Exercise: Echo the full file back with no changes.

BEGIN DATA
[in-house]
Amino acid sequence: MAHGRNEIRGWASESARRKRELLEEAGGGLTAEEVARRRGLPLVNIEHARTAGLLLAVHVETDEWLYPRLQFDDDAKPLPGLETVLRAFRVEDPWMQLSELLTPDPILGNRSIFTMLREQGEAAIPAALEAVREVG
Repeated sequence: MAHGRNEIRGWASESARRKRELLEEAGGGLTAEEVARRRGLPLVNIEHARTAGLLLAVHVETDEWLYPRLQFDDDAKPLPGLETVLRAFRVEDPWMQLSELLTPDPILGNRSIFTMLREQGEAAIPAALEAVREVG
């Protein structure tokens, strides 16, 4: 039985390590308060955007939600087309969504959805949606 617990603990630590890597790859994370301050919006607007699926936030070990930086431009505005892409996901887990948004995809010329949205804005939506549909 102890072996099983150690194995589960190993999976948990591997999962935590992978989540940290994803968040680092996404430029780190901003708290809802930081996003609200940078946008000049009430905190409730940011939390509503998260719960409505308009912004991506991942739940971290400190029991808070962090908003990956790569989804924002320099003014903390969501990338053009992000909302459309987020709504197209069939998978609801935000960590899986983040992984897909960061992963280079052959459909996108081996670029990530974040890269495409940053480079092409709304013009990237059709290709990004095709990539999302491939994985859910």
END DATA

[in-house]
Amino acid sequence: MAHGRNEIRGWASESARRKRELLEEAGGGLTAEEVARRRGLPLVNIEHARTAGLLLAVHVETDEWLYPRLQFDDDAKPLPGLETVLRAFRVEDPWMQLSELLTPDPILGNRSIFTMLREQGEAAIPAALEAVREVG
Repeated sequence: MAHGRNEIRGWASESARRKRELLEEAGGGLTAEEVARRRGLPLVNIEHARTAGLLLAVHVETDEWLYPRLQFDDDAKPLPGLETVLRAFRVEDPWMQLSELLTPDPILGNRSIFTMLREQGEAAIPAALEAVREVG
């Protein structure tokens, strides 16, 4: 039985390590308060955007939600087309969504959805949606 617990603990630590890597790859994370301050919006607007699926936030070990930086431009505005892409996901887990948004995809010329949205804005939506549909 102890072996099983150690194995589960190993999976948990591997999962935590992978989540940290994803968040680092996404430029780190901003708290809802930081996003609200940078946008000049009430905190409730940011939390509503998260719960409505308009912004991506991942739940971290400190029991808070962090908003990956790569989804924002320099003014903390969501990338053009992000909302459309987020709504197209069939998978609801935000960590899986983040992984897909960061992963280079052959459909996108081996670029990530974040890269495409940053480079092409709304013009990237059709290709990004095709990539999302491939994985859910």